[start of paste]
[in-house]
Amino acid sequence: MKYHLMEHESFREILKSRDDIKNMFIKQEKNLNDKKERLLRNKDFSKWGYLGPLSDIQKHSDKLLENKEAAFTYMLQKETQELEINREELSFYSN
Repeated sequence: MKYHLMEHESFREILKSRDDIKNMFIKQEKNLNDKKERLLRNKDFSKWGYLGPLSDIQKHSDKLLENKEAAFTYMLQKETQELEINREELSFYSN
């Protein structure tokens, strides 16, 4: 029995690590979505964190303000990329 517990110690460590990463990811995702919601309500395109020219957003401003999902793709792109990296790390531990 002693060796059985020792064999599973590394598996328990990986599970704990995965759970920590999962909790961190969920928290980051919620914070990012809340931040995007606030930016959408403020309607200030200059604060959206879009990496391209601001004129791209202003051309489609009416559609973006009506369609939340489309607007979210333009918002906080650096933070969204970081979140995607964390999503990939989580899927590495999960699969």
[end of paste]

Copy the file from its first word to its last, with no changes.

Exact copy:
[in-house]
Amino acid sequence: MKYHLMEHESFREILKSRDDIKNMFIKQEKNLNDKKERLLRNKDFSKWGYLGPLSDIQKHSDKLLENKEAAFTYMLQKETQELEINREELSFYSN
Repeated sequence: MKYHLMEHESFREILKSRDDIKNMFIKQEKNLNDKKERLLRNKDFSKWGYLGPLSDIQKHSDKLLENKEAAFTYMLQKETQELEINREELSFYSN
């Protein structure tokens, strides 16, 4: 029995690590979505964190303000990329 517990110690460590990463990811995702919601309500395109020219957003401003999902793709792109990296790390531990 002693060796059985020792064999599973590394598996328990990986599970704990995965759970920590999962909790961190969920928290980051919620914070990012809340931040995007606030930016959408403020309607200030200059604060959206879009990496391209601001004129791209202003051309489609009416559609973006009506369609939340489309607007979210333009918002906080650096933070969204970081979140995607964390999503990939989580899927590495999960699969």